Malvasia is one of the grape names that has been applied rather indiscriminately to a number of sort-of-similar but unrelated aromatic grape varieties. Among the gaggle of more than a dozen different Malvasias, one of the most respected examples is known as Malvasia di Lipari, named after a small island off the northeast corner of Sicily. Lipari is the largest of eight isles in this area collectively known as the Lipari Islands or, more often, the Aeolian Islands.
The Aeolian Islands are known for their volcanism—two of the islands, Vulcano and Stromboli, are still active volcanoes—which has earned them a place on the World Heritage list. They are also known for a delicious sweet dessert wine made from the indigenous Malvasia di Lipari, a large portion of which is consumed by the thousands of tourists who come to enjoy the islands’ beautiful beaches and sunshine in the summer.
The most attractive of the Aeolians is the island of Salina (where much of the movie Il Postino was filmed). The noble Tasca d’Almerita family, which has been at the forefront of production and research in Sicily’s wine industry since 1830, acquired 12 acres of vines in Malfa on the northeast point of Salina. The spot is called Capofaro, meaning Lighthouse Cape, and indeed an important lighthouse stands next to the vines, guiding the numerous interisland ferries and other boats around the headland.
At the time of purchase, the vineyards were planted with 30-year-old Malvasia vines, of which Tasca kept the healthy ones and filled in with new plantings. Modern viticultural practices were introduced with a particular goal of better protecting the grapes from sun and wind damage to maintain fresh flavors and aromas. This is demonstrated in one of the two wines made here, Dydime, an atypical Malvasia made with fresh grapes and finished dry. Tenuta Capofaro’s other wine, “Capofaro,” is closer to the traditional sweet dessert wine of the island, taking advantage of new technologies. The grapes are brought indoors intact after harvest and are laid out to dry in order to dehydrate them and concentrate their sugars and flavor components. After a few weeks of drying, they are vinified into a classic sweet island wine. However, Capofaro is not a traditional Malvasia delle Lipari DOC wine, which requires a small addition of a grape called Corinto Nero. Tasca prefers the pure expression of Malvasia and therefore the 100% Malvasia wine is made under the auspices of IGP Salina.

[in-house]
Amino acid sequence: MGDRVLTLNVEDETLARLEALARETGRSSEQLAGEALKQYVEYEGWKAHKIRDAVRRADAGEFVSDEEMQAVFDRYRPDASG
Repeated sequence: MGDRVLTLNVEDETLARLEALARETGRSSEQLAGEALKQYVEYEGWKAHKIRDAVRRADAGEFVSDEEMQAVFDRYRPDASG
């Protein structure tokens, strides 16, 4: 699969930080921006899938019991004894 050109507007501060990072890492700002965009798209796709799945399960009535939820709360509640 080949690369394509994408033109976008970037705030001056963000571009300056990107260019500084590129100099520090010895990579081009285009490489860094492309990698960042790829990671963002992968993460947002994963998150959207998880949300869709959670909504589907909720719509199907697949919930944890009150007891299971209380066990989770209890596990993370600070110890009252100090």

A large, geographically and climatically diverse island, just off the toe of Italy, Sicily has long been recognized for its fortified Marsala wines. But it is also a wonderful source of diverse, high quality red and white wines. Steadily increasing in popularity over the past few decades, Italy’s fourth largest wine-producing region is finally receiving the accolades it deserves and shining in today's global market.
Though most think of the climate here as simply hot and dry, variations on this sun-drenched island range from cool Mediterranean along the coastlines to more extreme in its inland zones. Of particular note are the various microclimates of Europe's largest volcano, Mount Etna, where vineyards grow on drastically steep hillsides and varying aspects to the Ionian Sea. The more noteworthy red and white Sicilian wines that come from the volcanic soils of Mount Etna include Nerello Mascalese and Nerello Cappuccio (reds) and Carricante (whites). All share a racy streak of minerality and, at their best, bear resemblance to their respective red and white Burgundies.
Nero d’Avola is the most widely planted red variety, and is great either as single varietal bottling or in blends with other indigenous varieties or even with international ones. For example, Nero d'Avola is blended with the lighter and floral, Frappato grape, to create the elegant, Cerasuolo di Vittoria, one of the more traditional and respected Sicilian wines of the island.
Grillo and Inzolia, the grapes of Marsala, are also used to produce aromatic, crisp dry Sicilian white. Pantelleria, a subtropical island belonging to the province of Sicily, specializes in Moscato di Pantelleria, made from the variety locally known as Zibibbo.
Persistent with jasmine aromas and tropical fruit flavors, both grape and name are far-reaching. Approximately 70 registered grapes contain Malvasia as part of their name or are listed as a synonym. The French call it Malvoisie, Germans call it Malvasier, British say Malmsey and confusingly one variety double-times under the alias, Boal, on the island of Madeira. In any case, Italy has more forms of Malvasia than any other country: Malvasia Bianca di Candia, Malvasia di Candia Aromatico and the red-skinned Malvasia di Casorzo from Piedmont. The list goes on. Somm Secret—The actual name could stem from an Italian mispronunciation of Monemvasia, a southern Greek port.